Letters to the editor: 08/06/17

(08 June, 2017)

A kind note to the people of Southwark from Detective Chief Superintendent Simon Messinger, and readers have their say before the country goes to the polls

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Message from?the Borough Commander

This is a simple letter to say thank you very much for all the support following the tragic incidents at London Bridge and Borough Market on 3rd June 2017.

I will never cease to be amazed at the selflessness shown by members of the pubic when faced with such dangers. Nor the bravery of my colleagues and other emergency services. Saturday night witnessed real heroism and encapsulated a true community spirit, where all came together during and following the attack. Southwark is a fantastic place to live, visit and work. It has many iconic sites, a real depth of diversity and a wonderful community spirit that will not be broken by the few.

Thank you for all the messages of good will that have been received. Our officers are absolutely fantastic and remain resolute. I am truly blessed to work with such brilliant people. They will continue to work hard, keeping the communities of Southwark safe.

Also, thank you to all those who continue to support us at crime scene cordons. Your hospitality, encouragement and kindness are very much appreciated. Many of those officers are from other areas of London, but have remarked upon how well they have been cared for and the warm-heartedness of local residents, businesses and commuters.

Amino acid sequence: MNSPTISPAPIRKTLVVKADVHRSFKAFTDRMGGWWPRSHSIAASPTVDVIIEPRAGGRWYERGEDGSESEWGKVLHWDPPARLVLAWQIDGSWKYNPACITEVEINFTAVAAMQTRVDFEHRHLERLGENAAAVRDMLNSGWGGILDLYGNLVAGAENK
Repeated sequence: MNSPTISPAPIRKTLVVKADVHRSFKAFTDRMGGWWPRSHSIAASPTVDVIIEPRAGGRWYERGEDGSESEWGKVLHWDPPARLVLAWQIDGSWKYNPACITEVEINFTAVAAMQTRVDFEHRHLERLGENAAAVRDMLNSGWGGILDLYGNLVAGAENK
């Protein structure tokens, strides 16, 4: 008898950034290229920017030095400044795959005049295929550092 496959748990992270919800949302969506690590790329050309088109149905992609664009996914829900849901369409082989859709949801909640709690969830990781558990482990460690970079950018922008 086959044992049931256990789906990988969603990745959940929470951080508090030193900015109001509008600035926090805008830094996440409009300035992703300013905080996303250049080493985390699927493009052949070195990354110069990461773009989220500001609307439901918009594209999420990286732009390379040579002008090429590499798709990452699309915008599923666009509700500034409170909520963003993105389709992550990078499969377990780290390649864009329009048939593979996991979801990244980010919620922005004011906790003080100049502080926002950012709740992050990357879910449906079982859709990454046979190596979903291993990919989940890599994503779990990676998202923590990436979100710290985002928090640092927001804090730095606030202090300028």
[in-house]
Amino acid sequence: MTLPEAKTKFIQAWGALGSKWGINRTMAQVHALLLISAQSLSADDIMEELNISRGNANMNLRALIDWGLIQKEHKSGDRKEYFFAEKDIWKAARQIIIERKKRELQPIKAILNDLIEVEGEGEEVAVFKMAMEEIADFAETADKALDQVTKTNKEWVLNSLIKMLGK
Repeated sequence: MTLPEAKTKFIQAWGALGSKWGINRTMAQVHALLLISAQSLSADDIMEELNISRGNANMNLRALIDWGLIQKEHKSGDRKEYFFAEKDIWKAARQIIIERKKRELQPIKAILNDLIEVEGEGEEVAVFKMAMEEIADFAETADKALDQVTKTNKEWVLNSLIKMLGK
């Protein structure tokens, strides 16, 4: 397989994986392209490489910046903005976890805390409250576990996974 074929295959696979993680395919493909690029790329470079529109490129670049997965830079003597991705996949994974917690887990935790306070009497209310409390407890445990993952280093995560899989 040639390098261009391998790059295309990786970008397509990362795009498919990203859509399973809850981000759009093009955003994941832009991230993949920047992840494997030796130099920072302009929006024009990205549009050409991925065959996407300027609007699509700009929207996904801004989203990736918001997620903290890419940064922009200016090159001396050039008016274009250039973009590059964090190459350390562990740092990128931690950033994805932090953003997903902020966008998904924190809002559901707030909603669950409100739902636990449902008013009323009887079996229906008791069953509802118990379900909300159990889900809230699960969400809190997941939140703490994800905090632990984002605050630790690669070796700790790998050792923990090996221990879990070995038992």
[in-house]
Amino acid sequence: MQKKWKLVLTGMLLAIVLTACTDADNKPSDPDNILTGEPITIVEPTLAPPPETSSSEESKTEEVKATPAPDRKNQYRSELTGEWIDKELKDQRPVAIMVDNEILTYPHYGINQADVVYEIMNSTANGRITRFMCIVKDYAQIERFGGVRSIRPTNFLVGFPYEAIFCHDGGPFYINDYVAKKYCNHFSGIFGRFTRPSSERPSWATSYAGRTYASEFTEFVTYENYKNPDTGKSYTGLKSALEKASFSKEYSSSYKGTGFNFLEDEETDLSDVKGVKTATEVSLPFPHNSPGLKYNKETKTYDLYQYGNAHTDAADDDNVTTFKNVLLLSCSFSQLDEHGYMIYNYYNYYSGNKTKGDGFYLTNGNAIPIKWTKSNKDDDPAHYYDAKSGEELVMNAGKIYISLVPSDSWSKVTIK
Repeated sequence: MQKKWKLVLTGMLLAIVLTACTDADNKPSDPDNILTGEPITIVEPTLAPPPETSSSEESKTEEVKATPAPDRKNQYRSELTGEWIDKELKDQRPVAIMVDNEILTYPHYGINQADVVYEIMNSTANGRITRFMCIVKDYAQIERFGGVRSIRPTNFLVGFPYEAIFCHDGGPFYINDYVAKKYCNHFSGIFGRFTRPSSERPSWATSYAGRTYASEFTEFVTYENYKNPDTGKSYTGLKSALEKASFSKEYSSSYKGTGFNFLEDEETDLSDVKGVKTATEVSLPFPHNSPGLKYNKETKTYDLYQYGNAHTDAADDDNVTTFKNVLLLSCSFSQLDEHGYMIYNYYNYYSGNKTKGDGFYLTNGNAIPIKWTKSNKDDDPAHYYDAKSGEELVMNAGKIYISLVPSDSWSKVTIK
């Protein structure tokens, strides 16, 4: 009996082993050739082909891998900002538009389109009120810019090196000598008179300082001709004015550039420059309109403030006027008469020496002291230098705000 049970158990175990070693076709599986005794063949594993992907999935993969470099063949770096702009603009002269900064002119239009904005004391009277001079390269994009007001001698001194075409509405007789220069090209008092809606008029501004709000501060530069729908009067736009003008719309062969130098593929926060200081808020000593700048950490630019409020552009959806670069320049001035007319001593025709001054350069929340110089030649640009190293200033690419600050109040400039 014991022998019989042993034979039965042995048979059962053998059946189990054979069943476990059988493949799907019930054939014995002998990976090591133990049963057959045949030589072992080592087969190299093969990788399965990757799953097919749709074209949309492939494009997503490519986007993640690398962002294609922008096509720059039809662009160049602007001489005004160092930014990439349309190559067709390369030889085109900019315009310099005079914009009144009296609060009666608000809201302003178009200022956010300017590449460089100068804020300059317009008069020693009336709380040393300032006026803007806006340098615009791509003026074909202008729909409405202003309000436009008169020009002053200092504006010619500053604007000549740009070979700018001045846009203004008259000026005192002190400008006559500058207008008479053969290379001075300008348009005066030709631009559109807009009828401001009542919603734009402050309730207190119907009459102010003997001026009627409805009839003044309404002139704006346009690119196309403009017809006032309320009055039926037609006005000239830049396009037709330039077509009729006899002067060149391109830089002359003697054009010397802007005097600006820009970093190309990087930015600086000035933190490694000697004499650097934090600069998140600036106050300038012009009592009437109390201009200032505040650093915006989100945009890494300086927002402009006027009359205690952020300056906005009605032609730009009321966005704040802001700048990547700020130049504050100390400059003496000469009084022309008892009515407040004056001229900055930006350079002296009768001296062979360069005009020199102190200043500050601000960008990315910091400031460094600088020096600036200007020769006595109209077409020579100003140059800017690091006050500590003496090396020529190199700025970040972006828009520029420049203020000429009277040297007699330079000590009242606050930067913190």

This letter does not seem nearly enough to acknowledge your kindness, but it is heartfelt.

Simon Messinger, Detective Chief Superintendent, Southwark Borough Commander

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The grey vote

All the political parties should take heed of the ‘grey vote’ (pensioners), and incorporate their wishes into their mandates.

The following is a compilation of their wishes obtained recently from various pensioner organisations throughout Southwark, and their ‘Charter of Human Rights’:

  • The right for the elderly to be properly cared for.
  • The right to have a judiciary that understands that the purpose of upholding the law is to protect the innocent and punish the guilty.
  • The right to go into hospital and not die of an infection acquired there.
  • The right to expect our welfare state to look after only those truly in need, and not waste funds on those who will not help themselves.
  • Right to witness the NHS recover the full cost of treatment from health tourists.
  • The righto expect those who are allowed to settle in our country to live by our laws and customs.
  • Right to a bed in a single-sex ward.
  • The right to sit quietly in a public place without having other people’s mobile telephone conversations inflicted upon you.
  • The right to refuse to pay Human Rights lawyers out of public funds.
  • The right to expect honesty & transparency from our elected members of parliament.
  • The right to freedom of speech, even if it offends someone else.